Whew. I admit it. I haven't finished this one, not even close. I'm only halfway in to this massive (840 page) tome. I like it. I really do. The book is about two magicians working to bring back magic to Great Britain in the beginning of the 19th century. They join forces with the government against the French in the Napoleonic Wars, as well as meddling with other affairs closer to home. I especially love the chapters so far about a "thistle haired gentleman" (really a sinister fairy) that is essentially haunting (and driving mad) a young wife and one of her servants in the circles in which Norrell and Strange move. It's a fun read. But. There are about 50 pages worth of footnotes in this book. Footnotes are on practically every page, and they're not much more than rambling observations and minutiae that don't advance the story line any. It breaks up the flow of reading when you constantly have to flip to the back and look up a footnote. And I can't stand to not look them up. So for me, this book feels like a chore to read. I also think it would be a better book for the wintertime. Most of it is set in cold, dark days (in London), giving it a distinctly winter vibe. I may put it aside for now and begin again in November or December.

One Thousand White Women: The Journals of May Dodd by Jim Fergus

This is a novel based on a tiny but interesting bit of U.S. history. In an 1854 peace conference with the government of president Ulysses S. Grant, a Cheyenne chief requested a gift of 1000 white women as brides for his men. This book imagines what would have happened if the government had secretly agreed, and gathered volunteers from among women's prisons and mental institutions (promising them pardons and freedom if they agreed to marry a Cheyenne man and stay with the tribe for two years afterward). This is the story of May Dodd, a woman imprisoned in a mental institution by her upper class family for cohabitating with (and bearing illegitimate children for) a lower class man. May jumps at the chance to have her freedom back after two years, and ends up being married to a Cheyenne chief named Little Wolf. The story is told as a series of journal entries and follows May as she and her fellow "volunteers" are secretly gathered from around Chicago and sent by train to the tribal lands of Wyoming to marry the "savages".  The story moves fast, the writing is good, and the research the author did into Native American culture was obviously above average. Not a book that will change your life, but a good late summer read. Three stars.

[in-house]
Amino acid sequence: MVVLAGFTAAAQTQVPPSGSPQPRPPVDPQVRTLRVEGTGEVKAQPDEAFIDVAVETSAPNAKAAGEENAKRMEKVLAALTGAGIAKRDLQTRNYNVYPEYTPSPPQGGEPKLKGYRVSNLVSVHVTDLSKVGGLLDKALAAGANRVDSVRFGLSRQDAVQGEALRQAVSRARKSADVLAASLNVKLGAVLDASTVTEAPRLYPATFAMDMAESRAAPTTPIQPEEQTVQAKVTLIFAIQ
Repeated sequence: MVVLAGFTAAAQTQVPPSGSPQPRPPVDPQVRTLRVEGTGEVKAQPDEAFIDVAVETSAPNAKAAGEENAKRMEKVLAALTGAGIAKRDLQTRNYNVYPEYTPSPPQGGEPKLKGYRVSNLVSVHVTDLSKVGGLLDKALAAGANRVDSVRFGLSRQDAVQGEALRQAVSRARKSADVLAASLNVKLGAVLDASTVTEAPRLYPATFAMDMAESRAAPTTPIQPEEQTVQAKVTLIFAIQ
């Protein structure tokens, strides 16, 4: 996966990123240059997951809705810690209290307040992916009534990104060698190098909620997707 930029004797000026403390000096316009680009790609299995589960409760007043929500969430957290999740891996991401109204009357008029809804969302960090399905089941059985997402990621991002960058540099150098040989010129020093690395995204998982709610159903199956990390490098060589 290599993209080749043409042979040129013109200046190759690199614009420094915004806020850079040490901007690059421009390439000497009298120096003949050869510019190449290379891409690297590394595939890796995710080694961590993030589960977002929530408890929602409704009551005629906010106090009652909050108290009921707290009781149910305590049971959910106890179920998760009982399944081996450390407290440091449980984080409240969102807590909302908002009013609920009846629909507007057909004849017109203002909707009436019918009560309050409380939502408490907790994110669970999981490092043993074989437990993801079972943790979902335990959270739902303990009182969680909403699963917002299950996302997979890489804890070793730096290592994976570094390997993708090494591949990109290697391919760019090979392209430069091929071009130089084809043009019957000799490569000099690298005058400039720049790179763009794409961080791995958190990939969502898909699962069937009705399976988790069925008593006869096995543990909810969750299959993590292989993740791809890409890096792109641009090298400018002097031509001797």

Has anyone read any good books lately? Or have recommendations for good fall reading?

Sunday, August 25, 2013

Bloggers and personality type?

Have you ever taken a Myers-Briggs personality assessment?

For anyone that's unfamiliar with it, it's a personality rating system that assigns you one of sixteen possible types based on where you fall on the following dichotomies: